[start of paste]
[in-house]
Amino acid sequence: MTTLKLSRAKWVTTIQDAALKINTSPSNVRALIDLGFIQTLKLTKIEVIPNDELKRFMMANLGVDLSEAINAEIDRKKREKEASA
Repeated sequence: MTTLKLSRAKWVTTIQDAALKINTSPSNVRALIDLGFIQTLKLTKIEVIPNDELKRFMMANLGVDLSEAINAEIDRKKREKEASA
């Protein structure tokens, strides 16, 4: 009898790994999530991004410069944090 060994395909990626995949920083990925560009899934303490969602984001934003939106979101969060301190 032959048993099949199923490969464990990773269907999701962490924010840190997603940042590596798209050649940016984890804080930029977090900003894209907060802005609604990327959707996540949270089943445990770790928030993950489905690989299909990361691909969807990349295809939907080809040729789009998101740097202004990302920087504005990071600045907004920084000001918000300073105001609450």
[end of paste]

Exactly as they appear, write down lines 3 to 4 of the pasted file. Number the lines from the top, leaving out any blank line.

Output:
Repeated sequence: MTTLKLSRAKWVTTIQDAALKINTSPSNVRALIDLGFIQTLKLTKIEVIPNDELKRFMMANLGVDLSEAINAEIDRKKREKEASA
């Protein structure tokens, strides 16, 4: 009898790994999530991004410069944090 060994395909990626995949920083990925560009899934303490969602984001934003939106979101969060301190 032959048993099949199923490969464990990773269907999701962490924010840190997603940042590596798209050649940016984890804080930029977090900003894209907060802005609604990327959707996540949270089943445990770790928030993950489905690989299909990361691909969807990349295809939907080809040729789009998101740097202004990302920087504005990071600045907004920084000001918000300073105001609450």